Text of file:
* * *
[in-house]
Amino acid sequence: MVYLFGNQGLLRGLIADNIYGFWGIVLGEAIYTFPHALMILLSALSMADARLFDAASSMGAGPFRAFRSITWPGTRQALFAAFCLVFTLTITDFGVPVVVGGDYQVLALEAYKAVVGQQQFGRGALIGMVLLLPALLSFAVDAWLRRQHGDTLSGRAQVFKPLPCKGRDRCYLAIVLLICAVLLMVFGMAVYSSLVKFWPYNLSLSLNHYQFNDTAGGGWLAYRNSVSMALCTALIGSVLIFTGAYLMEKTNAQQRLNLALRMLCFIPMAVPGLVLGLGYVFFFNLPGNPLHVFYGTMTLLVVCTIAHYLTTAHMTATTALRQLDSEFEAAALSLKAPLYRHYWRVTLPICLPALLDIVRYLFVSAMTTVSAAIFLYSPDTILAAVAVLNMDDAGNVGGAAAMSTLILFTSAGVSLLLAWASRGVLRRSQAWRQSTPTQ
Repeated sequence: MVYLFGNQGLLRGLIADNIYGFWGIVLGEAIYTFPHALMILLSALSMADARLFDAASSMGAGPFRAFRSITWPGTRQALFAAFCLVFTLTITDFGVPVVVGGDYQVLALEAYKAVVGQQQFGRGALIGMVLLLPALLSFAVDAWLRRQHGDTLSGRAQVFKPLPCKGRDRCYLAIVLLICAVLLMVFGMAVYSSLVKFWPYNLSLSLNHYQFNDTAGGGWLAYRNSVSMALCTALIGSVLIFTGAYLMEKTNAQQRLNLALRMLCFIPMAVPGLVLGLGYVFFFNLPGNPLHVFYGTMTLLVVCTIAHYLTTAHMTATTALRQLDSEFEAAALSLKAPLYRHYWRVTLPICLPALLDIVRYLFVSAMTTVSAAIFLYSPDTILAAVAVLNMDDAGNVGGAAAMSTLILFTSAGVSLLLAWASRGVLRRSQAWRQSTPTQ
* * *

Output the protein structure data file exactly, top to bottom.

[in-house]
Amino acid sequence: MVYLFGNQGLLRGLIADNIYGFWGIVLGEAIYTFPHALMILLSALSMADARLFDAASSMGAGPFRAFRSITWPGTRQALFAAFCLVFTLTITDFGVPVVVGGDYQVLALEAYKAVVGQQQFGRGALIGMVLLLPALLSFAVDAWLRRQHGDTLSGRAQVFKPLPCKGRDRCYLAIVLLICAVLLMVFGMAVYSSLVKFWPYNLSLSLNHYQFNDTAGGGWLAYRNSVSMALCTALIGSVLIFTGAYLMEKTNAQQRLNLALRMLCFIPMAVPGLVLGLGYVFFFNLPGNPLHVFYGTMTLLVVCTIAHYLTTAHMTATTALRQLDSEFEAAALSLKAPLYRHYWRVTLPICLPALLDIVRYLFVSAMTTVSAAIFLYSPDTILAAVAVLNMDDAGNVGGAAAMSTLILFTSAGVSLLLAWASRGVLRRSQAWRQSTPTQ
Repeated sequence: MVYLFGNQGLLRGLIADNIYGFWGIVLGEAIYTFPHALMILLSALSMADARLFDAASSMGAGPFRAFRSITWPGTRQALFAAFCLVFTLTITDFGVPVVVGGDYQVLALEAYKAVVGQQQFGRGALIGMVLLLPALLSFAVDAWLRRQHGDTLSGRAQVFKPLPCKGRDRCYLAIVLLICAVLLMVFGMAVYSSLVKFWPYNLSLSLNHYQFNDTAGGGWLAYRNSVSMALCTALIGSVLIFTGAYLMEKTNAQQRLNLALRMLCFIPMAVPGLVLGLGYVFFFNLPGNPLHVFYGTMTLLVVCTIAHYLTTAHMTATTALRQLDSEFEAAALSLKAPLYRHYWRVTLPICLPALLDIVRYLFVSAMTTVSAAIFLYSPDTILAAVAVLNMDDAGNVGGAAAMSTLILFTSAGVSLLLAWASRGVLRRSQAWRQSTPTQ